AI Rhyme Time: New Rule Requires Poetic Output

Welcome to Startups Weekly, where we bring you the latest news on startups and the tech industry. If you’re not already subscribed, you can sign up here to receive this newsletter in your inbox every Friday. This week, we’re diving into the challenges facing artificial intelligence and the roller-coaster journey of startups, from high-flying successes to bankruptcy.

Devin’s article on the pseudanthropy of AI and the proposed new rules for AIs to preserve our humanity is a must-read. The suggestions may not be implementable, but the article delves deep into the interesting challenges we are facing as AIs become more mature and ubiquitous. Meanwhile, Bird, the once high-flying electric scooter company, has crash-landed into bankruptcy, restructuring its finances after a wild ride from a $2 billion valuation to financial troubles. Elsewhere in the startup world, Eric Wu, co-founder of Opendoor, is returning to the startup world amid a challenging real estate market.

Devin also predicts a roller-coaster ride for AI in 2024, from hype to a reality check. Niche AI applications like agent-based models and generative multimedia could become more prevalent, while AI could be used as a tool for misinformation and manipulation in the political arena. Additionally, Microsoft Copilot is now creating music compositions through an integration with the GenAI music app Suno, and Spotify is testing AI playlists to help users discover new music.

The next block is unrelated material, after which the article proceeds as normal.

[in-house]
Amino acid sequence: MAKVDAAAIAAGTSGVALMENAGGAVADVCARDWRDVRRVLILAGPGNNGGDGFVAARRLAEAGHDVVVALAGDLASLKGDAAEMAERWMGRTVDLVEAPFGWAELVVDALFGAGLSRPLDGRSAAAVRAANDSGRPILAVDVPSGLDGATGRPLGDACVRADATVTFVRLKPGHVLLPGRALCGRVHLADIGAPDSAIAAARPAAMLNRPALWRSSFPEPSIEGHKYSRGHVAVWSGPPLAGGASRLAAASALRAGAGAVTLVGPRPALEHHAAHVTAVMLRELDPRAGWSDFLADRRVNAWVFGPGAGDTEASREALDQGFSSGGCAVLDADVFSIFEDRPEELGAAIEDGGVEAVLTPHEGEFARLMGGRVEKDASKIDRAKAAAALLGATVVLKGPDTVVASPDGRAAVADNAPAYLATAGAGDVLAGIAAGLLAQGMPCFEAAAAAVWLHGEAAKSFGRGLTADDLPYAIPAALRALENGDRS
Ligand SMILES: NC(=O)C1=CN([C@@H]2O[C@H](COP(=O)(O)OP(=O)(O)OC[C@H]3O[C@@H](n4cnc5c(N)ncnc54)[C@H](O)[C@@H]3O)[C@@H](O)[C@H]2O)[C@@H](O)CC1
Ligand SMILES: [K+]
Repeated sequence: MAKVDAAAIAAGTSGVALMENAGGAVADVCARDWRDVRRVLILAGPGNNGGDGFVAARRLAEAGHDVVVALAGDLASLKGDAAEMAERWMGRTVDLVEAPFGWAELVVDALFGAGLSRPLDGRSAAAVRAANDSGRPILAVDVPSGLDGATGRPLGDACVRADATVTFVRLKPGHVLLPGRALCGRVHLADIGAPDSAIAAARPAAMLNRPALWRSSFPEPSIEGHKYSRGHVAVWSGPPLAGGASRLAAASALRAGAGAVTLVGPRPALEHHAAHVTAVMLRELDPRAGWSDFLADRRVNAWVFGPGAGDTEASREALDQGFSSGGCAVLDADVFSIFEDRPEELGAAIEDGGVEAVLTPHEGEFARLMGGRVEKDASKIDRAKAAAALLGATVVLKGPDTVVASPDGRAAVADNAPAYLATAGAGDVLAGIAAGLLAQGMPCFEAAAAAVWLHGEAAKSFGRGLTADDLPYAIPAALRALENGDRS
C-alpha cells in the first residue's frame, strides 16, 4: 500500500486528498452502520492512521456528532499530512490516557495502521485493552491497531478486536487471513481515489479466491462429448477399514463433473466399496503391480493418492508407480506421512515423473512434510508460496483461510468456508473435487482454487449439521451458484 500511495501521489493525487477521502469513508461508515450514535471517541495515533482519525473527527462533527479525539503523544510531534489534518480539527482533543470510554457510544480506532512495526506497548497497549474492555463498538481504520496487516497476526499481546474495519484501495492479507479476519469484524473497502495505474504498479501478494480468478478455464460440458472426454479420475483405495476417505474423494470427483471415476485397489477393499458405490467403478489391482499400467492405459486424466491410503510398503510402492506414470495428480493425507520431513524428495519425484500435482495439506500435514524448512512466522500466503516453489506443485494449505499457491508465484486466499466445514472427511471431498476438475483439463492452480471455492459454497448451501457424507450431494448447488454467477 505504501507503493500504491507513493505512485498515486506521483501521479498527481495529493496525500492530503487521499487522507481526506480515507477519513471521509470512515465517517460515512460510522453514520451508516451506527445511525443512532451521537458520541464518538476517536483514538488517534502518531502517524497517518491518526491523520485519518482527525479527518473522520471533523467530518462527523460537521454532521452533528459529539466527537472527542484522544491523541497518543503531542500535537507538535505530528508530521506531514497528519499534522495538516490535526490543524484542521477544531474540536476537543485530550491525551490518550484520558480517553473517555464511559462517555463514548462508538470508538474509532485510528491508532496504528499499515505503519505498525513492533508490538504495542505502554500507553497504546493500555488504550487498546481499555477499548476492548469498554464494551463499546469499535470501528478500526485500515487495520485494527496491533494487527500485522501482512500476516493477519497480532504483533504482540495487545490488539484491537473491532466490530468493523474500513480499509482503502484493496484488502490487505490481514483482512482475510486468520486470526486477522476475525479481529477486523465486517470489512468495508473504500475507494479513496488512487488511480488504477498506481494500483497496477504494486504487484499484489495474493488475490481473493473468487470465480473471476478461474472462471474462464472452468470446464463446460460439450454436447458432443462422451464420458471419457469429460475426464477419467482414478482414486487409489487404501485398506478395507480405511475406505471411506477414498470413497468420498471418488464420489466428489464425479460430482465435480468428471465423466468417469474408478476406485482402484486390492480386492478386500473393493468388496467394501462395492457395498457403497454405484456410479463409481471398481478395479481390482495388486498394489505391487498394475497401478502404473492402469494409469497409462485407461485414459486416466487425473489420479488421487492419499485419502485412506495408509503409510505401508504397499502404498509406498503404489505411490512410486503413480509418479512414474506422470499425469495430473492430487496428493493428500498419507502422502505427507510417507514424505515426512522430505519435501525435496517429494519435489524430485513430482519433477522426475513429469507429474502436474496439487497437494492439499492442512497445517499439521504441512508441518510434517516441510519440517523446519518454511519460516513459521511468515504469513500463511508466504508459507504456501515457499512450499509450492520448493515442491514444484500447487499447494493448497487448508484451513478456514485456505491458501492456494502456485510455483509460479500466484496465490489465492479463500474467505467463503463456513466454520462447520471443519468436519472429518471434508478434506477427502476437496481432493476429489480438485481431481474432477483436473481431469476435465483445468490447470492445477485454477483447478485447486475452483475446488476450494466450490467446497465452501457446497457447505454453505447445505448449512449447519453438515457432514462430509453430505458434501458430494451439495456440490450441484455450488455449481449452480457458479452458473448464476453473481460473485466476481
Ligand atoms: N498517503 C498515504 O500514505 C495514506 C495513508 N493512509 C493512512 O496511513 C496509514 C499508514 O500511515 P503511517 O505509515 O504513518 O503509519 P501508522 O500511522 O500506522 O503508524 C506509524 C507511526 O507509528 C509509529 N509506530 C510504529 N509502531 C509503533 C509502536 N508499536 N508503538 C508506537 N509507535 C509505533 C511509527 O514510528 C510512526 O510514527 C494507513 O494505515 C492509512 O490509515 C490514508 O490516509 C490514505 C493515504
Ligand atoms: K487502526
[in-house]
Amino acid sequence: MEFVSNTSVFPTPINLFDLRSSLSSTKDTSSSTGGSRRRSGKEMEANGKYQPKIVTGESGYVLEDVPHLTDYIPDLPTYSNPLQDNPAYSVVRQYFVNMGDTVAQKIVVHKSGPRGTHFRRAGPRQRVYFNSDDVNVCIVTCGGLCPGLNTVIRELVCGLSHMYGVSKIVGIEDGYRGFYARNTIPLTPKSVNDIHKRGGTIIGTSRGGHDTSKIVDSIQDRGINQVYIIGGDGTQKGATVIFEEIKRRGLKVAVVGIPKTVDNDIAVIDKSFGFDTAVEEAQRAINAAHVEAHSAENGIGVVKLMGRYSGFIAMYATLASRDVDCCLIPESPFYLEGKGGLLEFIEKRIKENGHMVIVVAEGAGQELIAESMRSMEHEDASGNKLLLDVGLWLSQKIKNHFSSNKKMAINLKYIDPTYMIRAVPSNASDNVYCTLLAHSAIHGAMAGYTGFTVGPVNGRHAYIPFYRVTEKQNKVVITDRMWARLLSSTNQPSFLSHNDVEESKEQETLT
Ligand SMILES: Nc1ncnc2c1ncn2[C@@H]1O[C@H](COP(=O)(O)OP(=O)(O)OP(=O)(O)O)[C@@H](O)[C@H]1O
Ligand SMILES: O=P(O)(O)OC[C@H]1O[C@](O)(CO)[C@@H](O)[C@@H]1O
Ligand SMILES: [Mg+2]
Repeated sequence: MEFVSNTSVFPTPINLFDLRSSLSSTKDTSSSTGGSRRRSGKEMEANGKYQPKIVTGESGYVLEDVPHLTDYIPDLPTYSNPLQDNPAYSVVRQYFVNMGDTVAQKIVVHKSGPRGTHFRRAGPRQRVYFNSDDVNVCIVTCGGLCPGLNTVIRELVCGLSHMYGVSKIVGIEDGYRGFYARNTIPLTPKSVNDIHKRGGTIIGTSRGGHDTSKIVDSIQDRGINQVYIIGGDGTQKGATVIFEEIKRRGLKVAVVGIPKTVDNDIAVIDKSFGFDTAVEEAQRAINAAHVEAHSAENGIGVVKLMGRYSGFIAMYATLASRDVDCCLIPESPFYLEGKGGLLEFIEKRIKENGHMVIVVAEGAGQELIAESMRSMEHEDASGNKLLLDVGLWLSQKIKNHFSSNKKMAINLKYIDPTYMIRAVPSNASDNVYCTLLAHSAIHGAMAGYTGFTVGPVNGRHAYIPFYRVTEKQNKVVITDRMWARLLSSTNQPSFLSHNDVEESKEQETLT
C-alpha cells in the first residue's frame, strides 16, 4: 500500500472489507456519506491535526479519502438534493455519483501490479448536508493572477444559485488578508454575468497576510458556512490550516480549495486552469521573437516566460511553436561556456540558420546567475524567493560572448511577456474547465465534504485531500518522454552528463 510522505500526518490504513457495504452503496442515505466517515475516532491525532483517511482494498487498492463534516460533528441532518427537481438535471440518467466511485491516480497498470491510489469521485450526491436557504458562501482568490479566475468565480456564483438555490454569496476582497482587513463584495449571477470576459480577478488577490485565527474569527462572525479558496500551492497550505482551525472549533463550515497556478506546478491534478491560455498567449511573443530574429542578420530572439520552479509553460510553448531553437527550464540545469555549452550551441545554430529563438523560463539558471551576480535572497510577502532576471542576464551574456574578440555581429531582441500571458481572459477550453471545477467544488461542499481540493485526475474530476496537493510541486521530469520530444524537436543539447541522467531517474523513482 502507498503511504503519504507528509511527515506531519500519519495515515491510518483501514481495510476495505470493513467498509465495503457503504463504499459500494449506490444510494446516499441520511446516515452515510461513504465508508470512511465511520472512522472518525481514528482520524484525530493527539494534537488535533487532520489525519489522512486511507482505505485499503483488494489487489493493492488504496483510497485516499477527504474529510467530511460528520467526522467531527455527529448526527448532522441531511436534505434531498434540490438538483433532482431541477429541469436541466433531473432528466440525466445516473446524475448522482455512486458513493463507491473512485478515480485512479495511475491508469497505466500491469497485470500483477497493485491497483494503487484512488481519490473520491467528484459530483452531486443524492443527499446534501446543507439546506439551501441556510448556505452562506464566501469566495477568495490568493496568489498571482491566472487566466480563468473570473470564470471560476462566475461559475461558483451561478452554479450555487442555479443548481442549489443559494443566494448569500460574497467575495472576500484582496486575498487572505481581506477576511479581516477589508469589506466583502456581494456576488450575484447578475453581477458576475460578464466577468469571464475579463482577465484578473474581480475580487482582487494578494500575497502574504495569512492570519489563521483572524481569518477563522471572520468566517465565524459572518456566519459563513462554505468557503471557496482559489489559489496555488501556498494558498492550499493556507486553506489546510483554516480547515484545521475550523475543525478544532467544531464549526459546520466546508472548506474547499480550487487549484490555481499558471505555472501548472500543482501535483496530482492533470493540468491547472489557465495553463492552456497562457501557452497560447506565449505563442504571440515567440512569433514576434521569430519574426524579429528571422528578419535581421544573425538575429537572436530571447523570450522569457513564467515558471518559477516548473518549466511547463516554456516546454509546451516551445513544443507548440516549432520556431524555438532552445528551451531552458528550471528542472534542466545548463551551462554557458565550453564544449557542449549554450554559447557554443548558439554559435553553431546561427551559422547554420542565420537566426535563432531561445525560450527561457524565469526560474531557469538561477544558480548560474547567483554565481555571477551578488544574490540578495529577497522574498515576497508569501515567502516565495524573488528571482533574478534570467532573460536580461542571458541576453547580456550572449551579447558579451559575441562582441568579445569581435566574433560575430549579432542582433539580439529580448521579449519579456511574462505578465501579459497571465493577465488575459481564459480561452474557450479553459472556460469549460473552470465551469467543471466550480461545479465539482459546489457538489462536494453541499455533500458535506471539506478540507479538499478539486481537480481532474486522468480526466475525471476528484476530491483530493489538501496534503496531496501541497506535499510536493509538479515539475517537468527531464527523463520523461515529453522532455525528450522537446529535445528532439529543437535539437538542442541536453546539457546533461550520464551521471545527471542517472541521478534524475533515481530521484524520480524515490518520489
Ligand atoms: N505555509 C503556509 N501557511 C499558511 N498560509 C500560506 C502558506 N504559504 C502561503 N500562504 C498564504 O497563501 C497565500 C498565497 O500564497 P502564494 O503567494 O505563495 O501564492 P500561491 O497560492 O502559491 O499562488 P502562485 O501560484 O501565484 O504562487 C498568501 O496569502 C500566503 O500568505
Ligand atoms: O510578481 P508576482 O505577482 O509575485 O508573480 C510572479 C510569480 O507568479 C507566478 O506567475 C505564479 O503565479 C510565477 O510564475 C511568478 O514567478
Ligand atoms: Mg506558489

Apple has been ordered to settle a lawsuit over its Family Sharing feature, while Google is settling a lawsuit over its Play Store monopoly antics. In the world of social media, Claim and Jagat are trying to change the way we share and connect with friends, while Linktree has acquired its competitor Koji.

As the tech industry continues to evolve, there are also important stories to keep an eye on, including Apple’s patent dispute with Masimo over its Apple Watch Series 9 and Ultra 2, Comcast’s cyberattack affecting nearly 36 million customers, and Google’s plans to store users’ location data on their devices instead of on its servers to address concerns about privacy and geofence warrants.

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